Comparative cytogenetics on Zamenis lineatus and Elaphe quatuorlineata (Serpentes: Colubridae)

From Firenze University Press Journal: Acta Herpetologica

University of Florence
3 min readMar 17


Marcello Mezzasalma, Department of Biology, Ecology and Earth Science, University of Calabria

Elvira Brunelli, Department of Biology, Ecology and Earth Science, University of Calabria

Gaetano Odierna, Department of Biology, University of Naples Federico II

Fabio M. Guarino, Department of Biology, University of Naples Federico II

Classic cytogenetic through differential staining and banding of chromosomes permits to describe and compare karyotypes, whereas the molecular cytogenetic approach, employing Fluorescence in situ Hybridiza-tion (FISH) with specific probes, allows the detection of particular sequences present in genomes (Matsuda et al., 2005; Dumas and Sineo, 2014), including repetitive DNA sequences (Scardino et al., 2020a). Among those repeti-tive DNA elements are the ribosomal DNA (rDNA), encoding rRNA. These elements have been successfully used as markers for comparative cytogenetic studies and phylogenetic analyses. The rDNA is organized into 2 fam-ilies: 5S (minor) and 45S (major) rDNA. The latter com-prises the genes for 18S, 5.8S, and 28S rRNA and is located in the so-called nucleolus organizer regions (NORs). The NORs can be identified either by silver staining, which detects only transcriptionally active loci, or more accurately, by FISH, which permits the identification of both active and inactive NORs. The location of the rDNA loci in the karyotype may show a species-specific pattern, so rDNA loci are often used for complex karyotype char-acterizations (Scardino et al., 2020a).

Indeed, compara tive chromosome analyses can be useful to identify plesiomorphic and apomorphic states and the occurrence of different evolutionary lineages (Deakin and Ezaz, 2014; Damas et al., 2018; Scardino et al., 2020b). Chromosome rearrangements may precede or follow molecular evolution, directly promoting cladogenesis or resulting from phylogenetic diversification (Noor et al., 2001; Rieseberg, 2001). In either case, they represent discrete evolutionary markers able to detect different evolutionary trends or apomorphisms in the taxa studied (Dobigny et al., 2004; Olmo, 2008; Dumas et al., 2015).Squamate reptiles, due to their peculiar genomic and chromosomal characteristics, are exceptional model organisms in the study of karyotype evolution and sex chromosome diversification of vertebrates (Olmo, 2008; Alam et al., 2018). Squamates display a remarkable variability in chromosome number and morphology, number and location of different chromosome markers and the occurrence of environmental genetic sex determination, with the independent evolution of simple and multiple sex chromosome systems with either male or female heterogamety (Olmo, 2008; Pallotta et al., 2017; Deakin and Ezaz, 2019; Sidhom et al., 2020; Mezzasalma et al., 2021 a). The cytogenetic approach used for the study of chromosome rearrangements and different morphologies and/or levels of heterochromatinization of the heteromorphic sex chromosomes have been previously used in different phylogenetically closely-related European squamate taxa such as the snakes of the genus Hierophis (Fitzinger, 1843), Anguis fragilis Linnaeus, 1758, and A. veronen-sis Pollini, 1818, and geographically distinct populations of Coronella austriaca Laurenti, 1768 (Mezzasalma et al., 2013, 2015, 2018b; Mezzasalma and Odierna, 2021).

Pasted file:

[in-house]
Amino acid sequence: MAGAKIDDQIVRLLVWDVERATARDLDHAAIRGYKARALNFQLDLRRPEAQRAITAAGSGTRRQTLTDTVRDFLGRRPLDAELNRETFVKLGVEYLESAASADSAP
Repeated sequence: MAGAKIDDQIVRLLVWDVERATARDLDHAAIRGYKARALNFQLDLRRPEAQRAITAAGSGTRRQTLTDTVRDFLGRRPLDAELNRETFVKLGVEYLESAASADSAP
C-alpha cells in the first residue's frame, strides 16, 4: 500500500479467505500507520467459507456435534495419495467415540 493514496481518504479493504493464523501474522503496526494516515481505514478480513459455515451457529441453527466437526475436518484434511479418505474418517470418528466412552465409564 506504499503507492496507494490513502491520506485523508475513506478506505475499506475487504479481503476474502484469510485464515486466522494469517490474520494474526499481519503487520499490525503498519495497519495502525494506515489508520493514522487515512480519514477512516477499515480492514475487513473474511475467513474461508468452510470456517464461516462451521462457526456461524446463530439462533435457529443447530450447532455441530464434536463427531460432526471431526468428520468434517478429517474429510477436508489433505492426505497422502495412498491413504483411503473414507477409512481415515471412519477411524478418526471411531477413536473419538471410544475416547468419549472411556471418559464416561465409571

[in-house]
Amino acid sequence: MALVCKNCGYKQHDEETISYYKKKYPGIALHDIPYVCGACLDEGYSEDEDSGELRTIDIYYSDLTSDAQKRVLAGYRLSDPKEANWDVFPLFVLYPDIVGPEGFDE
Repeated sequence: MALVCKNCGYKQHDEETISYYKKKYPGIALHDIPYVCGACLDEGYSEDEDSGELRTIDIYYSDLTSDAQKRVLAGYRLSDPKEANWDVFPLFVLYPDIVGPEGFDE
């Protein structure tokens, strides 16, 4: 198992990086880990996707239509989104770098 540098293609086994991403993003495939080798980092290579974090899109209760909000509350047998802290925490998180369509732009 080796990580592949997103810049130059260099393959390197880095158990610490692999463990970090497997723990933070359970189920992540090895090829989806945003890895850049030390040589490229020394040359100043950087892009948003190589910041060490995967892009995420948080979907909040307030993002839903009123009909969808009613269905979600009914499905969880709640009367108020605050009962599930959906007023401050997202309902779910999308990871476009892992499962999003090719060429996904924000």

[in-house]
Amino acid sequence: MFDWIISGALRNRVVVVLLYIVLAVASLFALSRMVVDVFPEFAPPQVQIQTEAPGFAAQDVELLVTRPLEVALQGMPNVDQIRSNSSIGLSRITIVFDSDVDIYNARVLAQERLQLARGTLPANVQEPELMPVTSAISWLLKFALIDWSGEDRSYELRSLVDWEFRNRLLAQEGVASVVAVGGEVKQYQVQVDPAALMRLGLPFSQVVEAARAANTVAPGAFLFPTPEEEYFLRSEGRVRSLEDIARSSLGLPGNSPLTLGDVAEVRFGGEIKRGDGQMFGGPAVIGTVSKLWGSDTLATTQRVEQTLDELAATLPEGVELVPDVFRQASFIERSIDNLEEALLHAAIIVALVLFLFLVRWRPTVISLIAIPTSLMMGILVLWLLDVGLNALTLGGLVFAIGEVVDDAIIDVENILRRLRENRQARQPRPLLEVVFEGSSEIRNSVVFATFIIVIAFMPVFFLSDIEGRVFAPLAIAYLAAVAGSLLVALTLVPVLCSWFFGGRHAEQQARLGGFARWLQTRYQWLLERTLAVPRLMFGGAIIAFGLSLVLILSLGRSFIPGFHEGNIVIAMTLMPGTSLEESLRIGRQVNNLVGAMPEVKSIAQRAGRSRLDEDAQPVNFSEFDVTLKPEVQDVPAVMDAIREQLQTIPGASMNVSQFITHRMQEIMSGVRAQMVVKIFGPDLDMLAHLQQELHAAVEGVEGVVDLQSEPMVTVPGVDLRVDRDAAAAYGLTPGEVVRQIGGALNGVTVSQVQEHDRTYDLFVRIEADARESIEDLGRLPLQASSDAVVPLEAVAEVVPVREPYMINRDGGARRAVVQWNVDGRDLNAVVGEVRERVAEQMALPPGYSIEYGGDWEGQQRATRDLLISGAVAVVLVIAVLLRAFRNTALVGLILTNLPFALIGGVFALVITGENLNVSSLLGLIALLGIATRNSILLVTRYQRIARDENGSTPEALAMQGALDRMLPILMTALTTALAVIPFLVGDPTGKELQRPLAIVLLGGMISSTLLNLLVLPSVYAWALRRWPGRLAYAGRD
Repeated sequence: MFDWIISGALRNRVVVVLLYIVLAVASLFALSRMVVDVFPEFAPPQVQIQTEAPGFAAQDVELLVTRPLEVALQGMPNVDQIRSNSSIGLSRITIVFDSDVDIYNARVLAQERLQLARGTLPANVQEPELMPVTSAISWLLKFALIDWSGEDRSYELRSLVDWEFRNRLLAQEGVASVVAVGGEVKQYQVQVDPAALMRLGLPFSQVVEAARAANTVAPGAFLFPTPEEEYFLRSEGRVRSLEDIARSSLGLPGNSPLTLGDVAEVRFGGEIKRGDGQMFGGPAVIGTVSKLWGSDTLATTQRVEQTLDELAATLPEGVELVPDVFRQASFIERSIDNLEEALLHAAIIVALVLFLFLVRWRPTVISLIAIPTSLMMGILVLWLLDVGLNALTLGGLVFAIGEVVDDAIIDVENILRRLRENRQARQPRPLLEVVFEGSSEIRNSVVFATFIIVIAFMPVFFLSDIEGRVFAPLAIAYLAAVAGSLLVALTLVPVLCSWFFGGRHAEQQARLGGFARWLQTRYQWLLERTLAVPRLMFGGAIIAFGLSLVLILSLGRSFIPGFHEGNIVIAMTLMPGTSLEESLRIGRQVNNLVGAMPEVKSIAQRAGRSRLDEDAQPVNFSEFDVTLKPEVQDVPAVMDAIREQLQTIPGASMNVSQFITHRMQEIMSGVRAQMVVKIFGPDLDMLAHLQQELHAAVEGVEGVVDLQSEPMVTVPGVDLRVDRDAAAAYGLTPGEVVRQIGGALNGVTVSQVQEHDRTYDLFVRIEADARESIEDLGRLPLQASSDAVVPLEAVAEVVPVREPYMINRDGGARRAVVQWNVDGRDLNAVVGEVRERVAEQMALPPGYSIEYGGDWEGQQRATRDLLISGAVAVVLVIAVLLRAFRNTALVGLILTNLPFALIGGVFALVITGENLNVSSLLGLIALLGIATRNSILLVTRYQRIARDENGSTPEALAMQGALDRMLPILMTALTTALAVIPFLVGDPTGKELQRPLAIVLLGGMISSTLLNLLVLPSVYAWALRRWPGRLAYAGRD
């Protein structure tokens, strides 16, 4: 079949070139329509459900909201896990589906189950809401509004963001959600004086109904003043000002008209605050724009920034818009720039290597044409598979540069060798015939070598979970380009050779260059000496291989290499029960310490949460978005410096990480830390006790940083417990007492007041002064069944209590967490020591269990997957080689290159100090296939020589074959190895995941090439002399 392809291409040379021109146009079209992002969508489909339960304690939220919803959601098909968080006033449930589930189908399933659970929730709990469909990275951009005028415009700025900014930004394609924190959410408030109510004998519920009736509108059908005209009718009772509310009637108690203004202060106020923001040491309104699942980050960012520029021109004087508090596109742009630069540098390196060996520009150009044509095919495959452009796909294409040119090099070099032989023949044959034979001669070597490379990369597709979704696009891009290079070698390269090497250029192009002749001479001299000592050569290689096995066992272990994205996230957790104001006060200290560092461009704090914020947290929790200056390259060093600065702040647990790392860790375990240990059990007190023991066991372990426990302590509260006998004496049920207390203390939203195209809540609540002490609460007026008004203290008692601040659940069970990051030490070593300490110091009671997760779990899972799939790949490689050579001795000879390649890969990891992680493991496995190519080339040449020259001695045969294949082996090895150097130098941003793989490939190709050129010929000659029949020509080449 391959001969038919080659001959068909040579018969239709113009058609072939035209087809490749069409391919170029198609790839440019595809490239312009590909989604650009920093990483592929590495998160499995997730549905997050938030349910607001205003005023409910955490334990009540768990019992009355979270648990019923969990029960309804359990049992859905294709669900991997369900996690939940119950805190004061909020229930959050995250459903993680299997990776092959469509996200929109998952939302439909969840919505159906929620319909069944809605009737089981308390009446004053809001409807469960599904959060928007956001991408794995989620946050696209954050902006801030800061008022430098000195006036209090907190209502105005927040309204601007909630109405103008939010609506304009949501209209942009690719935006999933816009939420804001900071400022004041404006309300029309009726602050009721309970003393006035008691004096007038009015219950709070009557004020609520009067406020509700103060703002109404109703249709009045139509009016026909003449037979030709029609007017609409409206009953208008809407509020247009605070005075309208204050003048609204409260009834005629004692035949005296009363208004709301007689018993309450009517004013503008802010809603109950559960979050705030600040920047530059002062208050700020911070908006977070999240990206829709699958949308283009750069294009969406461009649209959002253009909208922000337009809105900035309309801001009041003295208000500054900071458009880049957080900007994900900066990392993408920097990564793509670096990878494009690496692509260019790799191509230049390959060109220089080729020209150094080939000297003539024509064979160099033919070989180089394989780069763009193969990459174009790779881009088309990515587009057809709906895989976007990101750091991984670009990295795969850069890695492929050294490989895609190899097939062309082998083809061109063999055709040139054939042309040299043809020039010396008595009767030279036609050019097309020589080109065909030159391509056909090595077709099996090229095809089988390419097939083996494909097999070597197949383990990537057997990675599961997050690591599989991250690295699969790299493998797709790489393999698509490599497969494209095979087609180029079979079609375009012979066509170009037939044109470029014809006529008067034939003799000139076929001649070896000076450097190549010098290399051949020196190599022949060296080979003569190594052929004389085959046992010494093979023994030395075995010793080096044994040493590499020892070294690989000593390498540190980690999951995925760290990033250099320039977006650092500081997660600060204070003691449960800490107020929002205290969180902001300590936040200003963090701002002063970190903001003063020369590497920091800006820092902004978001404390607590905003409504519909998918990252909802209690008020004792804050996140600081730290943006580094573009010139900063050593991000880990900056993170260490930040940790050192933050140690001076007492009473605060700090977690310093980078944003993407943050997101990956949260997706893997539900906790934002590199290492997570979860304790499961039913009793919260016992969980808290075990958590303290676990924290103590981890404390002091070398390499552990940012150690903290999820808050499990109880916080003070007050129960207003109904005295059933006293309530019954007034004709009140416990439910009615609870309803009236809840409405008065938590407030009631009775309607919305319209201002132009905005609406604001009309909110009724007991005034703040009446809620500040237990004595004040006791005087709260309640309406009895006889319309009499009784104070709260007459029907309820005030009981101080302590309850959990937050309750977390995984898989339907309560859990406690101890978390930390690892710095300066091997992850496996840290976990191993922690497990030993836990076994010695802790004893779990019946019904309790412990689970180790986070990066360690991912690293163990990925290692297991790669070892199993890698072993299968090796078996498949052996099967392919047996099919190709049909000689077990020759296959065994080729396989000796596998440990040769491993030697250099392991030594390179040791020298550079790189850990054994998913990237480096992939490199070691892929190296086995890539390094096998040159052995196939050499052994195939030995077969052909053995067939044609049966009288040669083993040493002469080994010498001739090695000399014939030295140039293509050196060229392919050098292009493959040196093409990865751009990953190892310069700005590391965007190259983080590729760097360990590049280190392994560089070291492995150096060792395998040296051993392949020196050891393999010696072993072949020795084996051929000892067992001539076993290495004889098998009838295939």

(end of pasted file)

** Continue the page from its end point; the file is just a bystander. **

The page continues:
However, despite the growing interest in the evolutionary cytogenetics of squamate reptiles, only a small fraction of the described squamate species have a known karyotype (Olmo and Signorino, 2006; Mezzasalma et al., 2021), leaving most of their chromosomal diversity still unex-plored. This is also true for some peculiar Mediterrane-an reptile species such as the European four-lined snake Elaphe quatuorlineata (Bonnaterre, 1790) and the Italian Aesculapian snake Zamenis lineatus (Camerano, 1891).In this work, we performed a comparative cytogenetic analysis on E. quatuorlineata and Z. lineatus, using a combination of standard staining and banding techniques. We provide the first karyotype description of these two species and an assessment of their chromo-somal features. By comparing our data to those available from the literature on phylogenetically closely-related species, we evidence and discuss the occurrence and distribution of primitive and derivate chromosomal characters in the species studied and provide cytotaxonomic insights, which support the species status of Z. lineatus. We also highlight that both genera Elaphe and Zamenisshow progressive evolutionary stages of the W chromo-some, supporting the heterochromatinization model of sex chromosome diversification (see e.g., Mezzasalma et al., 2021).


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